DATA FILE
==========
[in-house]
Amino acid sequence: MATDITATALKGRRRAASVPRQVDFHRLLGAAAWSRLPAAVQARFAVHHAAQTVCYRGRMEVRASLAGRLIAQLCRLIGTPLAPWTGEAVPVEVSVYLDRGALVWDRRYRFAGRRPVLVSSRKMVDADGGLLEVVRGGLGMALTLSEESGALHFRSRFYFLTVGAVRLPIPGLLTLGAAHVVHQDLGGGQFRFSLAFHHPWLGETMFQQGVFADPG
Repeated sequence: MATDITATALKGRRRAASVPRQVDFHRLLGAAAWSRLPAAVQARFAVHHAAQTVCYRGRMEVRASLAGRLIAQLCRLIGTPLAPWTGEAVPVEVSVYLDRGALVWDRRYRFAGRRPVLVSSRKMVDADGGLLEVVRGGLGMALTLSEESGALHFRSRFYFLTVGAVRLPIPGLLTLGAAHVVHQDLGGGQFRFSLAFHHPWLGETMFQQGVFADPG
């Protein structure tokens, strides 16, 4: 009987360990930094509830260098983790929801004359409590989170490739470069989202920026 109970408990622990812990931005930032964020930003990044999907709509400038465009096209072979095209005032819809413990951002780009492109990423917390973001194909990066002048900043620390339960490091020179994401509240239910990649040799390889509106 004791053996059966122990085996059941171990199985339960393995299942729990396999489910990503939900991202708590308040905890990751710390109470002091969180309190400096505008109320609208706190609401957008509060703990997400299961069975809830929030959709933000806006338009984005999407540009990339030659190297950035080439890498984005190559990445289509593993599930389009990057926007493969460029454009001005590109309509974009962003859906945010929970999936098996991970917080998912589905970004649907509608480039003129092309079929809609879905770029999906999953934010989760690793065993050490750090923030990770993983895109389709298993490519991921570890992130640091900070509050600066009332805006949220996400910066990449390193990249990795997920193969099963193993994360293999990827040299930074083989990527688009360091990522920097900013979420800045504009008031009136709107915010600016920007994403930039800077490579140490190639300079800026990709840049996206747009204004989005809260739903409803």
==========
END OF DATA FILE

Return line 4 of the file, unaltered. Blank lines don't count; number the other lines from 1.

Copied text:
């Protein structure tokens, strides 16, 4: 009987360990930094509830260098983790929801004359409590989170490739470069989202920026 109970408990622990812990931005930032964020930003990044999907709509400038465009096209072979095209005032819809413990951002780009492109990423917390973001194909990066002048900043620390339960490091020179994401509240239910990649040799390889509106 004791053996059966122990085996059941171990199985339960393995299942729990396999489910990503939900991202708590308040905890990751710390109470002091969180309190400096505008109320609208706190609401957008509060703990997400299961069975809830929030959709933000806006338009984005999407540009990339030659190297950035080439890498984005190559990445289509593993599930389009990057926007493969460029454009001005590109309509974009962003859906945010929970999936098996991970917080998912589905970004649907509608480039003129092309079929809609879905770029999906999953934010989760690793065993050490750090923030990770993983895109389709298993490519991921570890992130640091900070509050600066009332805006949220996400910066990449390193990249990795997920193969099963193993994360293999990827040299930074083989990527688009360091990522920097900013979420800045504009008031009136709107915010600016920007994403930039800077490579140490190639300079800026990709840049996206747009204004989005809260739903409803």